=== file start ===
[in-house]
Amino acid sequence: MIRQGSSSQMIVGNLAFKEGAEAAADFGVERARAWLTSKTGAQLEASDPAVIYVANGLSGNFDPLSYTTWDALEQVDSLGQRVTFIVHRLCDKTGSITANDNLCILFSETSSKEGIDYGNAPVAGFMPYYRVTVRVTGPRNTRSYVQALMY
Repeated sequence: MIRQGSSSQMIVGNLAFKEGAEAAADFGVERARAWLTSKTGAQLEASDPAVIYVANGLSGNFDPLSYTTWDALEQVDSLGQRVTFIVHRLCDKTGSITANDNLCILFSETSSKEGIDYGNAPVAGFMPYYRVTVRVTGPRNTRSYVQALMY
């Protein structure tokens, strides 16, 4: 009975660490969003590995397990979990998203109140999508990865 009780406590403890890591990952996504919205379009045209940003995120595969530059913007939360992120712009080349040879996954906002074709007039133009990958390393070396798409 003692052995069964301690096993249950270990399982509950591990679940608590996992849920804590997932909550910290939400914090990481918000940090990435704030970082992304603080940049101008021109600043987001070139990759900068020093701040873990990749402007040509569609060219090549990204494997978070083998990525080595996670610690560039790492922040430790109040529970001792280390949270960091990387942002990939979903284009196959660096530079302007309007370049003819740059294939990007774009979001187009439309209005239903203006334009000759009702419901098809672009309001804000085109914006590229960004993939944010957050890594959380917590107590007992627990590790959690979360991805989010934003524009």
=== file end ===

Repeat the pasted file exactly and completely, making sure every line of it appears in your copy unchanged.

[in-house]
Amino acid sequence: MIRQGSSSQMIVGNLAFKEGAEAAADFGVERARAWLTSKTGAQLEASDPAVIYVANGLSGNFDPLSYTTWDALEQVDSLGQRVTFIVHRLCDKTGSITANDNLCILFSETSSKEGIDYGNAPVAGFMPYYRVTVRVTGPRNTRSYVQALMY
Repeated sequence: MIRQGSSSQMIVGNLAFKEGAEAAADFGVERARAWLTSKTGAQLEASDPAVIYVANGLSGNFDPLSYTTWDALEQVDSLGQRVTFIVHRLCDKTGSITANDNLCILFSETSSKEGIDYGNAPVAGFMPYYRVTVRVTGPRNTRSYVQALMY
């Protein structure tokens, strides 16, 4: 009975660490969003590995397990979990998203109140999508990865 009780406590403890890591990952996504919205379009045209940003995120595969530059913007939360992120712009080349040879996954906002074709007039133009990958390393070396798409 003692052995069964301690096993249950270990399982509950591990679940608590996992849920804590997932909550910290939400914090990481918000940090990435704030970082992304603080940049101008021109600043987001070139990759900068020093701040873990990749402007040509569609060219090549990204494997978070083998990525080595996670610690560039790492922040430790109040529970001792280390949270960091990387942002990939979903284009196959660096530079302007309007370049003819740059294939990007774009979001187009439309209005239903203006334009000759009702419901098809672009309001804000085109914006590229960004993939944010957050890594959380917590107590007992627990590790959690979360991805989010934003524009």